Strzok Strikes Back

He's baaaaaaaaack! He's been keeping his head down for a year, but now former FBI super agent Peter Strzok is back in DC, and he's suing the FBI and DOJ for wrongful termination and violation of his First Amendment rights. Calling it "indisputable that his termination was the result of President Trump's unrelenting retaliatory campaign of false information, attacks, and direct appeals to top officials," Strzok's lawyer Aitan Goelman demanded that his client be reinstated with back pay or compensated for lost income. If he survives a motion to dismiss and gets to discovery, this one's going to be a hot mess.

In August of 2018, after eleventy hundred harassing Trump tweets ordering the FBI to fire "the lying lovers" for investigating his campaign's ties to Russia, the FBI terminated Strzok -- despite the finding of the DOJ's own Inspector General that there had been no inappropriate bias in the investigation. On August 8, Strzok had accepted the "last chance agreement" offered by Assistant Director Candace Will of the FBI's Office of Professional Responsibility recommending that he be suspended for 60 days and bumped down a pay grade. But on August 9, Deputy FBI Director David Bowdich overruled Will and booted the 21-year employee anyway. He was even denied access to the normal appeals channels in apparent violation of his due process rights as a federal employee.

Naturally, Donald Trump wasted no time taking credit for the decision.

But as with most of Trump's tweets, this one has the potential to come back around and bite him in the ass. Because civil servants aren't supposed to be fired because they scare the shit out of Donald Trump and make him worried that people will figure out he only got elected with a massive Russian boost. No, not even if those civil servants really dislike Donald Trump and send personal texts calling him mean names. Because that's not how the First Amendment works.

The DOJ can have fun 'splaining to the Judge how there was absolutely no pressure at all from the White House to disregard Strzok's civil service protections and fire him to placate the lunatic in the White House, even though the three infractions he was cited for called only for a five-day suspension each.

And while the First Amendment isn't absolute, the Hatch Act, which regulates political speech by government employees, does not apply to personal texts even when Uncle Sam is paying the phone bill. Besides which, as Strzok's case points out, the Trump administration seems to care a lot more about violations of the Hatch Act by opponents of the president than by Kellyanne Conway trashing Trump's political rivals.

The Trump Administration has consistently tolerated and even encouraged partisan political speech by federal employees, as long as this speech praises President Trump and attacks his political adversaries. For example, President Trump rejected the recommendation of his own Office of Special Counsel that advisor Kellyanne Conway be removed from her job for repeatedly violating the Hatch Act by attacking former Vice President Biden and publicly advocating for and against various U.S. Senate candidates. When asked about the OSC's recommendation, Mrs. Conway responded "blah, blah, blah…If you're trying to silence me through the Hatch Act, it's not going to work. Let me know when the jail sentence starts."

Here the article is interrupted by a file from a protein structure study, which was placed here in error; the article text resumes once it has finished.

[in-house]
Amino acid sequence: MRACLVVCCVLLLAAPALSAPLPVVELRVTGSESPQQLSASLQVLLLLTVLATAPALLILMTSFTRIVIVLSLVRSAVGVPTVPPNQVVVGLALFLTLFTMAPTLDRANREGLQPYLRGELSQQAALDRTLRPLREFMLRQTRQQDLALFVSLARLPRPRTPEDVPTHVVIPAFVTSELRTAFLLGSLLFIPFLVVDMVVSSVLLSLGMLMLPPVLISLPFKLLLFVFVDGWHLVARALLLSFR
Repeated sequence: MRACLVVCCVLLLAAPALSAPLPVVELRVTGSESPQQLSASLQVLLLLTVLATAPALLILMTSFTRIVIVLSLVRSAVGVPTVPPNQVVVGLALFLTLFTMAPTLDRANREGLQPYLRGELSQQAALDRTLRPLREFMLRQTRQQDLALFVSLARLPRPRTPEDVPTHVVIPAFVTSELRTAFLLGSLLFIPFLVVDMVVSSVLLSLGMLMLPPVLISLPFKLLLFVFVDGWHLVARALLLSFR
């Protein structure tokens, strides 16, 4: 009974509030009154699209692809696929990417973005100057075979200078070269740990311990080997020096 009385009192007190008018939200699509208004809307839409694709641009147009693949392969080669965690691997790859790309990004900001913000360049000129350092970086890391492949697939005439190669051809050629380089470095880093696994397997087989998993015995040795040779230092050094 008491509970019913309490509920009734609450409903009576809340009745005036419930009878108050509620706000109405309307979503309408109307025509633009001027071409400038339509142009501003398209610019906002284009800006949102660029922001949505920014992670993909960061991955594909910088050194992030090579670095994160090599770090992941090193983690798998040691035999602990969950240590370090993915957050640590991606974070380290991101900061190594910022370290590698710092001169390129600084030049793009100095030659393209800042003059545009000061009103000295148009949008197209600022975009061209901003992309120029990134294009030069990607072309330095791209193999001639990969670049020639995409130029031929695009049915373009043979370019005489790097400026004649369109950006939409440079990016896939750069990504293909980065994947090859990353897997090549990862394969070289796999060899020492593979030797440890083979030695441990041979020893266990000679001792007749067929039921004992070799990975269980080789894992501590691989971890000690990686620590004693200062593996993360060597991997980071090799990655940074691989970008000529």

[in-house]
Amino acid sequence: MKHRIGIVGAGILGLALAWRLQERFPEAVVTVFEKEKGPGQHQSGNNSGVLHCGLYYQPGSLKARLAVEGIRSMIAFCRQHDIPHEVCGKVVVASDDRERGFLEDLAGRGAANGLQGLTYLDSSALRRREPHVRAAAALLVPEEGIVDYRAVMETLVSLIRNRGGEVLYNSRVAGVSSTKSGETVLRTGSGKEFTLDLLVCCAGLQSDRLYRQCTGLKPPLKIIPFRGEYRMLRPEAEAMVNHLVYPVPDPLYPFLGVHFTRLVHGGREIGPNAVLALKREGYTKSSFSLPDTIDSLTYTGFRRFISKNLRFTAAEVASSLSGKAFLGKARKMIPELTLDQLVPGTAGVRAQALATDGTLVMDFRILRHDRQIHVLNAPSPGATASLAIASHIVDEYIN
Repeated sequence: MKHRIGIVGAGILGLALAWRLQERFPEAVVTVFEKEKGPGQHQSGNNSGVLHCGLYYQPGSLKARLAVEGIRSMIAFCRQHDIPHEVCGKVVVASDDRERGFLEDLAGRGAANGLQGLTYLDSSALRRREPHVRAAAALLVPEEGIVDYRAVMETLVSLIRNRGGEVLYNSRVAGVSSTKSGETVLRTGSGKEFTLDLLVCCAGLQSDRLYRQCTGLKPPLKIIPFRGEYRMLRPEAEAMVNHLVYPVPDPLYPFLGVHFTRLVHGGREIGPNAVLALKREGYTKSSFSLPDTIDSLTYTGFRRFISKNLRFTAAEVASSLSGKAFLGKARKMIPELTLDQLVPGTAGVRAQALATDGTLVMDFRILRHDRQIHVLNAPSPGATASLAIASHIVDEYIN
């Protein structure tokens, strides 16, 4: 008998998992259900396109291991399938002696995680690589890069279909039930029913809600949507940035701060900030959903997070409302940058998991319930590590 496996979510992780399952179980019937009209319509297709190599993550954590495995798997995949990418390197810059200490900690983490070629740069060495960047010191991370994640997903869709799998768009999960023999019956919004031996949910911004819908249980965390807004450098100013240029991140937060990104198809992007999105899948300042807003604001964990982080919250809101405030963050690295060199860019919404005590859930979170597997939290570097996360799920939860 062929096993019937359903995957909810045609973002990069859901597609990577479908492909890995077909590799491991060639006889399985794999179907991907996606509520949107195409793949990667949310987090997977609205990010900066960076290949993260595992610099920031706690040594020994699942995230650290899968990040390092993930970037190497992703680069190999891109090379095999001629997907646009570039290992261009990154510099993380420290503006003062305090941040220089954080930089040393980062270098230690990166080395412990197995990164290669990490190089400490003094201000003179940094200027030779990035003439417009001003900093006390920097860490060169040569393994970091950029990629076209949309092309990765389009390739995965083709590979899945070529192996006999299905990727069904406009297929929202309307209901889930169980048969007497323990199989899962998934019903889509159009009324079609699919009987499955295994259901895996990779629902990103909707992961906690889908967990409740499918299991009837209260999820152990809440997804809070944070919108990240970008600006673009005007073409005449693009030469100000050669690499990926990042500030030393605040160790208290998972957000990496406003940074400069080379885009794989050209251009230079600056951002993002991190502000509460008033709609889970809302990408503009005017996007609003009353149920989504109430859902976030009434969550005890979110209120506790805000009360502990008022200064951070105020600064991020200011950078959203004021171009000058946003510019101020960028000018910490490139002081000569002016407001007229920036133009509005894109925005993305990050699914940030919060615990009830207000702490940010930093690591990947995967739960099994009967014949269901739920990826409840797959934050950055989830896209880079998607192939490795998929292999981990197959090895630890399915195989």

And speaking of viewpoint discrimination, Peter Strzok is just wondering why "no actions have been taken against agents who expressed harsh criticism of Secretary Clinton during the 2016 campaign, or those in the New York Field Office who leaked negative information about Secretary Clinton to the Trump campaign in the weeks before the election." Indeed, Your Wonkette has wondered that very same thing for the past three years!

Strzok also claims that his rights under the Privacy Act were violated when the DOJ authorized the release of his personal texts with Lisa Page to journalists on December 12, 2017, before they were handed over to the Senate Judiciary Committee. And while leaks in DC aren't exactly rare, it's pretty brazen for the DOJ to describe one as a "public release," as Strzok claims the Department did in 2017.

E-mails between DOJ employees, including [former DOJ spokeswoman Sarah Isgur] Flores, indicate that she and others are aware of the individuals who authorized these disclosures, and that they were or are high-ranking officials within DOJ. These e-mails indicate that the Inspector General, Deputy Attorney General, and others within DOJ were apprised of the impending disclosure. Furthermore, several reporters cited unnamed DOJ sources as individuals with knowledge about the decision to disclose these records unlawfully.

If he gets his discovery, Strzok is going to dig up a whole heap of ugly skeletons. And lest we forget, Andy McCabe, who was supposedly fired for unauthorized disclosures to the press, is also suing the government for wrongful termination. God only knows why House Democrats haven't gotten off their asses and litigated Trump's facially ridiculous claims of executive privilege when it comes to testimony by executive branch employees. But it doesn't look like Strzok is going to mumble something about filing sometime soon and slink off if they try that shit with him.


[Strzok v. Barr]

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Liz Dye

Liz Dye lives in Baltimore with her wonderful husband and a houseful of teenagers. When she isn't being mad about a thing on the internet, she's hiding in plain sight in the carpool line. She's the one wearing yoga pants glaring at her phone.


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